Damien, A&E’s sorta-sequel, sorta-spinoff of essential-viewing Satanic Panic creepshow The Omen, arrives replete with ill portents. A lot of these manifest in a straightforwardly literal form, such as a black “666” marking that appears on the scalp of the antichrist like a stick-and-poke tattoo, or a sinkhole that abruptly opens up to swallow up an unfortunate peripheral character. These are all identifiably bad signs, and yet the worst sign of all is when the most effective scenes in the pilot episode of Damien all happen to be flashbacks to scenes from The Omen. Likewise, this weak pilot marks the remainder of Glen Mazzara’s (best known for his work on The Walking Dead and The Shield) program as an offspring just as unholy as Damien himself, having unnaturally budded off of a far more powerful entity.
In the years since the events of 1976’s The Omen, Damien Thorn (Bradley James) has grown into a ruggedly handsome war photographer, with nothing to hint at his true nature as a vessel of evil other than highly processed flashes of painful memories. We’re informed that he’s 30 years old, which raises the question as to how someone who was a child in ’76 could possibly have only aged about 25 years over the course of four decades. It’s possible that his demonic heritage could somehow decelerate the aging process, but then Damien would certainly have some kind of inkling that something’s not right, having noticed that he’s apparently exempt from the ravages of time, and so his shock in the total-recall realization that he’s bros with Satan wouldn’t make much sense. This might seem like a persnickety point to get hung up on, but Damien is a dull TV show, and so it’s difficult not to pass the pilot episode’s 43 long minutes by wondering about the mechanics of aging for the Antichrist. Could the relevant properties of his DNA somehow be isolated and repurposed for a skin rejuvenation cream? (Damien producers: this is a primo opportunity for merchandising tie-ins with Olay, Neutrogena, and the like. “Skin so smooth.. it’s sinful.” You can have that one for free.)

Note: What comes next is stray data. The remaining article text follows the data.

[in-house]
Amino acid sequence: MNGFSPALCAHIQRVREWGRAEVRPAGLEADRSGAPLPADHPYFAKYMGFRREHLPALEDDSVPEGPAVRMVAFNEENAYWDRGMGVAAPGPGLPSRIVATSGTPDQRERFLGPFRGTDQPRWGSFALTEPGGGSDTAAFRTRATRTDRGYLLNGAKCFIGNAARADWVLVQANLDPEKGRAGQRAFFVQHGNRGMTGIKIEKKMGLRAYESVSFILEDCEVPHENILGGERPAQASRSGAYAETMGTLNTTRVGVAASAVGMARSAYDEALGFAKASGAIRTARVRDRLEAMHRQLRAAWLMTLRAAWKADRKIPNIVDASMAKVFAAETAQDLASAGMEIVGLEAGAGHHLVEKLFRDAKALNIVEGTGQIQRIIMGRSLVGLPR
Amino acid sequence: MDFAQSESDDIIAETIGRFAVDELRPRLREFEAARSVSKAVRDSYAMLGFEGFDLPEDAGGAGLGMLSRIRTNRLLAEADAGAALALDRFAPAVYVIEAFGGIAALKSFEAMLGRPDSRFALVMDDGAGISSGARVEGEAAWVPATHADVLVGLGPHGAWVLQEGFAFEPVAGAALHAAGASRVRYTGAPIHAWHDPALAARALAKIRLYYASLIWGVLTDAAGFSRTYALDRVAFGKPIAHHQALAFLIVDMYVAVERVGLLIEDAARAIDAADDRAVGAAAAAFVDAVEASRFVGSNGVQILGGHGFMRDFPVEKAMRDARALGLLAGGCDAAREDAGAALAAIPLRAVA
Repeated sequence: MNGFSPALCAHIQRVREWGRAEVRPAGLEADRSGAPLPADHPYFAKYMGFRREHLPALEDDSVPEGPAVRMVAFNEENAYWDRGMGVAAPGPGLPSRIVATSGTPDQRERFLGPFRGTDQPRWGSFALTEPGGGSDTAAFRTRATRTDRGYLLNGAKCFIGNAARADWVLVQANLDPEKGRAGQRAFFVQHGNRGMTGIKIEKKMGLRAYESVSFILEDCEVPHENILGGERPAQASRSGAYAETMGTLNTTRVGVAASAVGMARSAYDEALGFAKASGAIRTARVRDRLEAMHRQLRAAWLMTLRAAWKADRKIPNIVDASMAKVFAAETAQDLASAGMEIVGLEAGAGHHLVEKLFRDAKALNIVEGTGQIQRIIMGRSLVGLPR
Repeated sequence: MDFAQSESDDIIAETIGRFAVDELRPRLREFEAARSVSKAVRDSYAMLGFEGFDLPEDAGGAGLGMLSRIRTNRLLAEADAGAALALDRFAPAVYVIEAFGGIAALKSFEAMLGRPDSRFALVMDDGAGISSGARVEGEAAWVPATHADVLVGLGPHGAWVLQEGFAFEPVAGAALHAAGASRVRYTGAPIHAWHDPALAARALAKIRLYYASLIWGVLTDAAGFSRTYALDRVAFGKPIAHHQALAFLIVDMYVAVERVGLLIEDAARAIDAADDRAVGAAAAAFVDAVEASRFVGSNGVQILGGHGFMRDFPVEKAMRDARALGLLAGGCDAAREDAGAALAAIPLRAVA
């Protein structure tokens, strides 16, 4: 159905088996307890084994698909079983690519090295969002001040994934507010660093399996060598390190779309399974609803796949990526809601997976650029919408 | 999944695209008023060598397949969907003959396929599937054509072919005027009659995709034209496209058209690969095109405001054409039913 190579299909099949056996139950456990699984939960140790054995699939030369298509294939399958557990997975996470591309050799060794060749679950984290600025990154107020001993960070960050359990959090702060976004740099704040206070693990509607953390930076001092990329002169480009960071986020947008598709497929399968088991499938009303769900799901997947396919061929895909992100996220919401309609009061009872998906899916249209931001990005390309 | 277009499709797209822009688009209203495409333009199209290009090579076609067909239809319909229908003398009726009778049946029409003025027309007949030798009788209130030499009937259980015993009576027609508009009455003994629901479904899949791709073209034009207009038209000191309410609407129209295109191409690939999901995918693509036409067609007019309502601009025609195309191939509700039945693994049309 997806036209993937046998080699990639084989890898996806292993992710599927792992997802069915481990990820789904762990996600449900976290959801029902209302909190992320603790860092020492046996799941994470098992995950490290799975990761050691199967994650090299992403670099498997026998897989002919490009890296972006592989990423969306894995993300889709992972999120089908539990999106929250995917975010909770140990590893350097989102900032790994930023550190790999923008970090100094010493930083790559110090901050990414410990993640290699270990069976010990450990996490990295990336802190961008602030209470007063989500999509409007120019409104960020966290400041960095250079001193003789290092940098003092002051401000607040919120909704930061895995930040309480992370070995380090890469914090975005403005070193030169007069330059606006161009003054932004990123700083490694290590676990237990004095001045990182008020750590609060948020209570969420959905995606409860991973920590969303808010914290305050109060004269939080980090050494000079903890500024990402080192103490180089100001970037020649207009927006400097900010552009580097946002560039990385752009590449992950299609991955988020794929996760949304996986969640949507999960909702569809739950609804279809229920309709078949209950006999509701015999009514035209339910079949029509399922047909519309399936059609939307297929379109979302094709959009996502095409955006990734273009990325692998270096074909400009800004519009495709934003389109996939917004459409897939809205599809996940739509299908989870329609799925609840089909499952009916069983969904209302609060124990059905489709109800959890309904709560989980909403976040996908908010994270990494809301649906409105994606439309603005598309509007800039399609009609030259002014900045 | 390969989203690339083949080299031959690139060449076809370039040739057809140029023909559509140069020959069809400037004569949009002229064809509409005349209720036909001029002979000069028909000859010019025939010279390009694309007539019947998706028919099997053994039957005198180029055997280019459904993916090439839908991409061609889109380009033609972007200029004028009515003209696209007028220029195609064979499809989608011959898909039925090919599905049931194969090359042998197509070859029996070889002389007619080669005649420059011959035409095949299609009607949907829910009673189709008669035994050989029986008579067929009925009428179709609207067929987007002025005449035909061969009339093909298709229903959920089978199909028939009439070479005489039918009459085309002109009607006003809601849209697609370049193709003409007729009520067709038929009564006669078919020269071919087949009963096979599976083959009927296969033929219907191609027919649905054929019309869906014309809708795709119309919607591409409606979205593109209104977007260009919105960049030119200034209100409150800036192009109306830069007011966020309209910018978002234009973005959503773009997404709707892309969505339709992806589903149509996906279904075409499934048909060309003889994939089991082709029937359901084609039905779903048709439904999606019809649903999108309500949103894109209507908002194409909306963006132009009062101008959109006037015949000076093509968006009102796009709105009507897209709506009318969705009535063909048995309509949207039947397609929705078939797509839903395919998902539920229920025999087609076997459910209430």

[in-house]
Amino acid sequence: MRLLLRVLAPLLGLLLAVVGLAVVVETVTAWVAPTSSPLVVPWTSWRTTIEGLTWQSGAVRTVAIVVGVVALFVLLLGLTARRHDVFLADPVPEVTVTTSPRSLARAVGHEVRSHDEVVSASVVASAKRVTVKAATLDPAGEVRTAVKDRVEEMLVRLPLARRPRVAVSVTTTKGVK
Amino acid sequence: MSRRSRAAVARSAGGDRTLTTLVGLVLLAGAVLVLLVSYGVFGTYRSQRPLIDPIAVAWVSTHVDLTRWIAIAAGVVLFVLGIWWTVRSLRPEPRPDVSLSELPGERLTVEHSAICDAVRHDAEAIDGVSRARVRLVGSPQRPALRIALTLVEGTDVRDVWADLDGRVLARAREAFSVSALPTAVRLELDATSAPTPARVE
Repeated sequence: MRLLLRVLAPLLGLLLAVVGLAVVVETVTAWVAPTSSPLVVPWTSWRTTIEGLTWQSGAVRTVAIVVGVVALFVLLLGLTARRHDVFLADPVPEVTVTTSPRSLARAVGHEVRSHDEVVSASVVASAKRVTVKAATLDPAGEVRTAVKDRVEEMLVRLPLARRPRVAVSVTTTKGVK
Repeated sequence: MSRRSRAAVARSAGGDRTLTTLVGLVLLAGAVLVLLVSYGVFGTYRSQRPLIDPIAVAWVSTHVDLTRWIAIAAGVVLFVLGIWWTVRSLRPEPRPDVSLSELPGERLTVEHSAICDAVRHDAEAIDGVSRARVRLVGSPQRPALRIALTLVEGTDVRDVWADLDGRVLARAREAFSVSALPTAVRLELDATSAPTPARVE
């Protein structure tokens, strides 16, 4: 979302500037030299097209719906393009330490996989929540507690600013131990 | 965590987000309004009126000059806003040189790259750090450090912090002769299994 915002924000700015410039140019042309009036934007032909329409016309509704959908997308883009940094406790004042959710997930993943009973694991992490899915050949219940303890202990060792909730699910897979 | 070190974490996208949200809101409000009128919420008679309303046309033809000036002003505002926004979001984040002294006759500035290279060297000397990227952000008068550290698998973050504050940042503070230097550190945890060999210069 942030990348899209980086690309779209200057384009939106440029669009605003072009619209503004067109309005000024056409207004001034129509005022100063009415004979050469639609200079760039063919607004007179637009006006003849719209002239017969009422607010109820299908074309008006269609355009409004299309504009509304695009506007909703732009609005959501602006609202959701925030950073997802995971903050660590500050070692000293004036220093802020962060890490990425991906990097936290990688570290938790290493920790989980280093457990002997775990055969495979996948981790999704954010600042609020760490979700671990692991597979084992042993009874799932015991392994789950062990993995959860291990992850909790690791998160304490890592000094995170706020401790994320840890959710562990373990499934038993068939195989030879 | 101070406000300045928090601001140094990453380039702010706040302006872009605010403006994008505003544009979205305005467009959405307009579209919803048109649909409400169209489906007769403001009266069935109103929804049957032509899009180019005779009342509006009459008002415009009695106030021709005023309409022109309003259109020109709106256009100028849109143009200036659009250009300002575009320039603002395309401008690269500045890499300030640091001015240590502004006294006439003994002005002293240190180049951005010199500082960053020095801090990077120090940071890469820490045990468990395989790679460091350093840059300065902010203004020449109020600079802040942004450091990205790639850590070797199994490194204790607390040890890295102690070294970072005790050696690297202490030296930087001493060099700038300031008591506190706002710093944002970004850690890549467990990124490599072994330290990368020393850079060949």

In essence, a pilot is a pitch for the rest of the series, its only raison d’etre to convince the network heads, and then the audience, to want more. Damien‘s most damning misstep, then, is to fritter away so much of this brief window it has to ingratiate itself with the audience on table-setting and throat-clearing. The show really only gets going in the final two minutes, as Damien starts to recognize the nefarious forces swirling within him, and the show’s base conceit of “Son of Satan embraces his repressed potential” begins in earnest. Prior to that, the writers awkwardly insert little jabs of horror, mostly in the form of a crotchety old crone who follows Damien through years and across continents. Mostly, however, we meet people who say much but appear to mean very little, marking time until the devil inside can get out. A potential romantic attachment unceremoniously departs the show, paving the way for a second, evidently interchangeable potential romantic attachment. Living treasure Barbara Hershey somehow got roped into this, forced to put on a brave face while making vague utterances about “the beast” and other Satanic miscellanea. As the title hellspawn, British-born James gives it the old college try, but doesn’t come up with much menace, charm, or magnetism. It’s probably not his fault that he looks very funny when he tries to cry.
Even with the nauseatingly typical grayish colors on the show’s pallid palette evoking just about every horror movie released since 2000, it’s easy to forget that Damien wants to be scary. It lurches uneasily between the ambient-dread and balls-out gore modes of fear, the pressurized jets of blood coexisting uncomfortably with the atmospheric chill. Not only does the show refrain from fully committing to one or the other, but it doesn’t even half-commit to both — Mazzara would rather explore Damien as one of those internally conflicted antiheroes that someone told him were in vogue as of late. One would expect that having Satan as a roommate in your brain would be a worthy cause for inner turmoil, but James is incapable of expressing that in any way other than clutching at his temples, wincing, and the occasional heaving sob.
There are brief moments when Damien inspires the same spinal tingles that first afflicted audiences in ’76: the droning choir of demon-tongued chanting, the horrifying sight of a woman hanging herself with a smile in broad daylight off of the roof of a building. Except, wait, those were both clipped and pasted directly from the original film. (In a small miracle of licensing, Gregory Peck makes a cameo appearance through the black magic of archival footage.) This flavorless, zombified rework of a horror classic can’t muster a fifth of its predecessor’s flair for blood-curdling frights — say what you will about Satan, at least the guy’s got panache.
Damien premieres Monday, March 7 at 10 p.m. ET on A&E.